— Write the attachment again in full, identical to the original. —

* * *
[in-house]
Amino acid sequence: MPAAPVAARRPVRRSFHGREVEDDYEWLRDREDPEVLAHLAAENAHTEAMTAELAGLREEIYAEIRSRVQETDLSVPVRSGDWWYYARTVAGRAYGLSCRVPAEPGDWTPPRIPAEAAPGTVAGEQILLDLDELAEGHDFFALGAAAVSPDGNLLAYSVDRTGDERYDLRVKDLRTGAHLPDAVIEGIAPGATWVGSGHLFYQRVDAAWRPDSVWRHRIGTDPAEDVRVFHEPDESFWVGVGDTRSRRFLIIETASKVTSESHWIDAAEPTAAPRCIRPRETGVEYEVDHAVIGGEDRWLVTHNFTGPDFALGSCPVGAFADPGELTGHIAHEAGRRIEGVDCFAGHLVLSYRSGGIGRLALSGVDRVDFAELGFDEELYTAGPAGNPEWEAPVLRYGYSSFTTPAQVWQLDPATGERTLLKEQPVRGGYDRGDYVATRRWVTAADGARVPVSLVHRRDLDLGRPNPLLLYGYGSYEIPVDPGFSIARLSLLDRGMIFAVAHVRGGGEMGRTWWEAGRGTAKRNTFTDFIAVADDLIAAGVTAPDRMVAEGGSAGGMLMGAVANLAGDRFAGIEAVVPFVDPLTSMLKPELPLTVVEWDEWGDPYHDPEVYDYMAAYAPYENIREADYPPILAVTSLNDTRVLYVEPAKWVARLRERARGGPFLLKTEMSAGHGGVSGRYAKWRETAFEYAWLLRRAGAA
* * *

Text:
[in-house]
Amino acid sequence: MPAAPVAARRPVRRSFHGREVEDDYEWLRDREDPEVLAHLAAENAHTEAMTAELAGLREEIYAEIRSRVQETDLSVPVRSGDWWYYARTVAGRAYGLSCRVPAEPGDWTPPRIPAEAAPGTVAGEQILLDLDELAEGHDFFALGAAAVSPDGNLLAYSVDRTGDERYDLRVKDLRTGAHLPDAVIEGIAPGATWVGSGHLFYQRVDAAWRPDSVWRHRIGTDPAEDVRVFHEPDESFWVGVGDTRSRRFLIIETASKVTSESHWIDAAEPTAAPRCIRPRETGVEYEVDHAVIGGEDRWLVTHNFTGPDFALGSCPVGAFADPGELTGHIAHEAGRRIEGVDCFAGHLVLSYRSGGIGRLALSGVDRVDFAELGFDEELYTAGPAGNPEWEAPVLRYGYSSFTTPAQVWQLDPATGERTLLKEQPVRGGYDRGDYVATRRWVTAADGARVPVSLVHRRDLDLGRPNPLLLYGYGSYEIPVDPGFSIARLSLLDRGMIFAVAHVRGGGEMGRTWWEAGRGTAKRNTFTDFIAVADDLIAAGVTAPDRMVAEGGSAGGMLMGAVANLAGDRFAGIEAVVPFVDPLTSMLKPELPLTVVEWDEWGDPYHDPEVYDYMAAYAPYENIREADYPPILAVTSLNDTRVLYVEPAKWVARLRERARGGPFLLKTEMSAGHGGVSGRYAKWRETAFEYAWLLRRAGAA